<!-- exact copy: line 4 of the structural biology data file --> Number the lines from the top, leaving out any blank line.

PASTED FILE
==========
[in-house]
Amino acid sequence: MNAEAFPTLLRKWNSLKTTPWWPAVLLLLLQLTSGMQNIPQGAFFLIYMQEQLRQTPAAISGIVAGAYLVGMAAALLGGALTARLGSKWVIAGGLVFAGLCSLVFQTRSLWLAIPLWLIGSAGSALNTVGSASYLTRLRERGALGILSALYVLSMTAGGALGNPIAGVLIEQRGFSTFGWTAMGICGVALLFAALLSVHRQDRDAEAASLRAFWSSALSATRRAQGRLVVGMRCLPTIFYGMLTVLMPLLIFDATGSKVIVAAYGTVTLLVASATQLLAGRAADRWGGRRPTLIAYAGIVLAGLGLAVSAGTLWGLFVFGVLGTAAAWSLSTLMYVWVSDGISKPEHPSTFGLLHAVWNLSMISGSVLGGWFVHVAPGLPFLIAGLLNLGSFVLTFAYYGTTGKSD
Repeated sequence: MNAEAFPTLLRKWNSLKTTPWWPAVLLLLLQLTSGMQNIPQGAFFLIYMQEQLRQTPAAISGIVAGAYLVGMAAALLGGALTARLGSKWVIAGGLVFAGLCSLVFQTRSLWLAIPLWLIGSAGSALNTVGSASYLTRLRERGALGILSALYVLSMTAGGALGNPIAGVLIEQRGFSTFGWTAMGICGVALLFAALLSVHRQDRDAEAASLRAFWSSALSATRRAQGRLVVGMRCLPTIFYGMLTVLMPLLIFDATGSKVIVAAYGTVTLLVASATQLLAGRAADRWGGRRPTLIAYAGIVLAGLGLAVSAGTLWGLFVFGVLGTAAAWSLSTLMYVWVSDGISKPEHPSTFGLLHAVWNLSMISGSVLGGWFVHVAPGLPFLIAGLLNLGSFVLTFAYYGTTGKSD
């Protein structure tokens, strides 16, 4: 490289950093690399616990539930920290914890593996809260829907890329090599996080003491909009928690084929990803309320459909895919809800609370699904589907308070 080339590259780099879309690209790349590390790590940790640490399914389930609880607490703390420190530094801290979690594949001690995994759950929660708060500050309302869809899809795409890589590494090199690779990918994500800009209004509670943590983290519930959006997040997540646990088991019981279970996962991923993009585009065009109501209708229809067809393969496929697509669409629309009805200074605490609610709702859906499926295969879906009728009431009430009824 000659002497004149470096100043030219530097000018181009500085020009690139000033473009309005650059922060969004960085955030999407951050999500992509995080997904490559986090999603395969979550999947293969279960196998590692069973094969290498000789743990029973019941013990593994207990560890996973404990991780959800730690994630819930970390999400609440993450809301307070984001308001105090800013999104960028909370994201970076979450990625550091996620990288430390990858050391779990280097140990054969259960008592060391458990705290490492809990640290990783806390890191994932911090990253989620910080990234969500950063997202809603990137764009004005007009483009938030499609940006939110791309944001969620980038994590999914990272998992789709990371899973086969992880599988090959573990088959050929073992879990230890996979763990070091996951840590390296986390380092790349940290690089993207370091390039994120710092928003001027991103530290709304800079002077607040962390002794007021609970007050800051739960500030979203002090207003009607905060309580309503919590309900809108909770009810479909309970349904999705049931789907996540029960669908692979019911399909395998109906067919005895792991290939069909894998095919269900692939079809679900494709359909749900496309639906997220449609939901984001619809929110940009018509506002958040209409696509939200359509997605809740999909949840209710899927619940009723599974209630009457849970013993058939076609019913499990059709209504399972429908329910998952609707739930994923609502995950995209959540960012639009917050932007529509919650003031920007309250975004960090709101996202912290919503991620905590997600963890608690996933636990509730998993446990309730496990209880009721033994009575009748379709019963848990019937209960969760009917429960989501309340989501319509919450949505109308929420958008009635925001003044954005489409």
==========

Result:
């Protein structure tokens, strides 16, 4: 490289950093690399616990539930920290914890593996809260829907890329090599996080003491909009928690084929990803309320459909895919809800609370699904589907308070 080339590259780099879309690209790349590390790590940790640490399914389930609880607490703390420190530094801290979690594949001690995994759950929660708060500050309302869809899809795409890589590494090199690779990918994500800009209004509670943590983290519930959006997040997540646990088991019981279970996962991923993009585009065009109501209708229809067809393969496929697509669409629309009805200074605490609610709702859906499926295969879906009728009431009430009824 000659002497004149470096100043030219530097000018181009500085020009690139000033473009309005650059922060969004960085955030999407951050999500992509995080997904490559986090999603395969979550999947293969279960196998590692069973094969290498000789743990029973019941013990593994207990560890996973404990991780959800730690994630819930970390999400609440993450809301307070984001308001105090800013999104960028909370994201970076979450990625550091996620990288430390990858050391779990280097140990054969259960008592060391458990705290490492809990640290990783806390890191994932911090990253989620910080990234969500950063997202809603990137764009004005007009483009938030499609940006939110791309944001969620980038994590999914990272998992789709990371899973086969992880599988090959573990088959050929073992879990230890996979763990070091996951840590390296986390380092790349940290690089993207370091390039994120710092928003001027991103530290709304800079002077607040962390002794007021609970007050800051739960500030979203002090207003009607905060309580309503919590309900809108909770009810479909309970349904999705049931789907996540029960669908692979019911399909395998109906067919005895792991290939069909894998095919269900692939079809679900494709359909749900496309639906997220449609939901984001619809929110940009018509506002958040209409696509939200359509997605809740999909949840209710899927619940009723599974209630009457849970013993058939076609019913499990059709209504399972429908329910998952609707739930994923609502995950995209959540960012639009917050932007529509919650003031920007309250975004960090709101996202912290919503991620905590997600963890608690996933636990509730998993446990309730496990209880009721033994009575009748379709019963848990019937209960969760009917429960989501309340989501319509919450949505109308929420958008009635925001003044954005489409």